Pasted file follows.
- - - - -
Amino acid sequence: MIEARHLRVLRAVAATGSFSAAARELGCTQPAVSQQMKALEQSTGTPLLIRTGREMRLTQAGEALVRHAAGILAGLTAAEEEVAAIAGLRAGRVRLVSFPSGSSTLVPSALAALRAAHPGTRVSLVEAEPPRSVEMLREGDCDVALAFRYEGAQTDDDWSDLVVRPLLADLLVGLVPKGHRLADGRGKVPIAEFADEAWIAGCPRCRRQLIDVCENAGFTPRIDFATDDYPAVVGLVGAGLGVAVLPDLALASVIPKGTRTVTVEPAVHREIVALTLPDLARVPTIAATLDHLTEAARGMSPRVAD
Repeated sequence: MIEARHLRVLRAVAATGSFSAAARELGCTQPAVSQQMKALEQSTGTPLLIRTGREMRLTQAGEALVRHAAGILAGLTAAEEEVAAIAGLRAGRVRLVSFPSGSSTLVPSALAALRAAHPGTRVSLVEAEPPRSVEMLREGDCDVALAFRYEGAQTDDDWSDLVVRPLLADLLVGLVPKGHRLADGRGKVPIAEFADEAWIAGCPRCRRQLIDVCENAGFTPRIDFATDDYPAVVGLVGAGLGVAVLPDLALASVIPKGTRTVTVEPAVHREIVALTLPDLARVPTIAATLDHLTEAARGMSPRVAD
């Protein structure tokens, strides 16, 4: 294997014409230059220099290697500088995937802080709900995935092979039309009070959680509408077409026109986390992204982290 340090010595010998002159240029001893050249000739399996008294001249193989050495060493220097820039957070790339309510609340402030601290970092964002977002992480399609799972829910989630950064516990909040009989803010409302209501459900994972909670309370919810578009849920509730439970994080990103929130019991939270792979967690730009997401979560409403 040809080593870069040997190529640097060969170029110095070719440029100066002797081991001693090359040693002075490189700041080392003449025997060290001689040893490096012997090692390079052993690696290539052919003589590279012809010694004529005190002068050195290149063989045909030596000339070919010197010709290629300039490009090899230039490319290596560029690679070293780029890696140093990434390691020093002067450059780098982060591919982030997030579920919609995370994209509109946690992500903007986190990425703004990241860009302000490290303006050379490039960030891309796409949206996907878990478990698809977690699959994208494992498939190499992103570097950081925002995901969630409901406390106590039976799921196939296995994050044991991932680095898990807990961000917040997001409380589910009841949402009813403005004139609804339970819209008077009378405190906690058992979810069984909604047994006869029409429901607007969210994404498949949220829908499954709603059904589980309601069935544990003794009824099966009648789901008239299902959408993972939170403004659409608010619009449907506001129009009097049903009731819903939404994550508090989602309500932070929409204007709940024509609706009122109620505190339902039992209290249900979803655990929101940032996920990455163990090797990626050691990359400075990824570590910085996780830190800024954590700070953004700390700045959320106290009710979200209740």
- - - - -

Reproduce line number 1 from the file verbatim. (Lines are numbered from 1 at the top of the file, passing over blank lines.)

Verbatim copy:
Amino acid sequence: MIEARHLRVLRAVAATGSFSAAARELGCTQPAVSQQMKALEQSTGTPLLIRTGREMRLTQAGEALVRHAAGILAGLTAAEEEVAAIAGLRAGRVRLVSFPSGSSTLVPSALAALRAAHPGTRVSLVEAEPPRSVEMLREGDCDVALAFRYEGAQTDDDWSDLVVRPLLADLLVGLVPKGHRLADGRGKVPIAEFADEAWIAGCPRCRRQLIDVCENAGFTPRIDFATDDYPAVVGLVGAGLGVAVLPDLALASVIPKGTRTVTVEPAVHREIVALTLPDLARVPTIAATLDHLTEAARGMSPRVAD